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Brown Sugar: Navigating Language in modern society by @bitofbrownsuga

17 February 2013 Brown Sugar

Is it aight to code switch? – Navigating language in modern society. – Angie C
Sometimes I feel like an acrobat. In the space of an hour I can flip from a Jamaican patois dialect to some urban ebonics-esqe stuff and eventually land on a more northeastern “proper” English way of speaking. Most times I complete these acrobatic moves completely unaware that I’m moving from one way of speaking/typing to another. However other times I’m way too aware that I’m switching between codes. Codes? Yep it’s a term I learned in an undergrad multicultural education class. My professor believed as I do that there is no such thing as broken English, but that there are different codes in our society. And in order to be a successful member of our society you would have to know how to switch between these different codes. Each code has its own grammar, its own slang and lingo, and its own place in our society.

Before hearing the term code switching, the idea that you talked a certain way in a certain situation was only discussed negatively. I dismissed the idea that speaking in full sentence was somehow “talking white”. Very early on in life it was clear to me that using the standard form of speaking and writing English was not a color thing. I dismissed it because ‘talking black/talking white” resonated with nothing I’d ever seen in my real life Brooklyn experience. Growing up with Hasidic Jewish people, the entire Caribbean massive, Hispanic brothers and sisters and everyone else living in NYC, I learned that people just SPOKE. Sometimes they spoke different languages but when it came to English people spoke in a variety of ways depending on the situation. Some people only knew one way to speak, a “relaxed vernacular” or a more complex dialect and some knew several. I realize this isn’t everyone’s experience.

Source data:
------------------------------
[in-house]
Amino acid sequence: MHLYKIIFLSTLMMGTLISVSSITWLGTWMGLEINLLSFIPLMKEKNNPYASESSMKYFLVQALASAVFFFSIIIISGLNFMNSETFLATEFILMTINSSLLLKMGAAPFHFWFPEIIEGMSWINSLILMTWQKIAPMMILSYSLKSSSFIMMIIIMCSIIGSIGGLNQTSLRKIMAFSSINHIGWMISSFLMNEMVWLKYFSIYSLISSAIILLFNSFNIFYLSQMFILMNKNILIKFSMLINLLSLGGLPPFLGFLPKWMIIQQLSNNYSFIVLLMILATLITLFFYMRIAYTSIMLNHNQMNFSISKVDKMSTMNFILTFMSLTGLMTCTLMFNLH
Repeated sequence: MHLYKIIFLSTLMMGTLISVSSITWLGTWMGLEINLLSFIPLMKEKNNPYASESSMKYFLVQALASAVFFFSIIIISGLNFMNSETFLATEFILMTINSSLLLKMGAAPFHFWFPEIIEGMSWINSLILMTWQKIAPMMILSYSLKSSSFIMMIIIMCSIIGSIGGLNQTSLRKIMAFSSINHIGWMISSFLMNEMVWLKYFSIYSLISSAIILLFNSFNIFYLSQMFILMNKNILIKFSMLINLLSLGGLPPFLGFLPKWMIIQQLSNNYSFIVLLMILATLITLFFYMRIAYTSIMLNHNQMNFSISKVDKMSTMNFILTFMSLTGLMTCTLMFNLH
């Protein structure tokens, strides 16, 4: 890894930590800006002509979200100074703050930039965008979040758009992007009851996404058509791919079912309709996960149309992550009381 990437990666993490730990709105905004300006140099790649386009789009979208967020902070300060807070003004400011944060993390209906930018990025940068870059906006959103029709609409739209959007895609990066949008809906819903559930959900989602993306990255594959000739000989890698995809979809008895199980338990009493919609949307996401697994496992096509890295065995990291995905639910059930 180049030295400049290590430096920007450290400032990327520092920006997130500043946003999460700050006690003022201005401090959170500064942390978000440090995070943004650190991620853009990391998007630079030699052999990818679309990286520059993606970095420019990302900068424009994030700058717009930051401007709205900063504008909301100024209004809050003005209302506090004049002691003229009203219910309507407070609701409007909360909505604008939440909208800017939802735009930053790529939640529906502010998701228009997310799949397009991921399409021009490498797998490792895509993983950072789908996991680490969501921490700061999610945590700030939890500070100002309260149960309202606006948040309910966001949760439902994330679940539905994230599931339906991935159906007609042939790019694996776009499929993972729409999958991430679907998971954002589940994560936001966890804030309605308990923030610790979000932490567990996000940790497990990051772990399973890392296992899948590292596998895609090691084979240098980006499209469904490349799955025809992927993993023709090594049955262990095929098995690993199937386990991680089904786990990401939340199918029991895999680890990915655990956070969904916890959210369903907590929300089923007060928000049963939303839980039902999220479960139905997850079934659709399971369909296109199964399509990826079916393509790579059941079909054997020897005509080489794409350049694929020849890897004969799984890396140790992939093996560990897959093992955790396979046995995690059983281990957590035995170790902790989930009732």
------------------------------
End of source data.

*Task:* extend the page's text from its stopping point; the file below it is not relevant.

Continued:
I however just speak… it took me awhile to realize that I wasn’t being fake or “switching up” in the negative sense of the phrase. I was ADAPTING. In early adulthood as I was training to be a teacher I realized somehow that the real purpose of words is communication. I need to be able to communicate with my audience. Can every audience understand Standard English? Sure. Will it resonate the same with them though? Nah. So with my decent knowledge of the codes I would need most in life I somehow developed this acrobatic technique. If I’m speaking to a group of people who generally speak in a standard way of speaking then that’s how I’ll speak. If I’m in a professional environment I want to communicate with them so I’ll use the professional code. If I’m speaking to Jamaican peeps I’ll usually use the grammar and dialect of Jamaican Patois. Because at the end of the day I want to connect with my audience. But at no time am I not Ang… I’m still me and I’m a code switching acrobat navigating my way through this linguistic jungle called life.
What do y’all think? Do you lose a part of you when you when you change the way you speak to fit the situation? Read- React- Retweet
Brown Sugar is written by Angie C @bitofbrownsuga Interviews, Commentary, Music & Movie reviews. Have a topic you wanna see or have reviewed email -abitofbrownsugar@gmail.com


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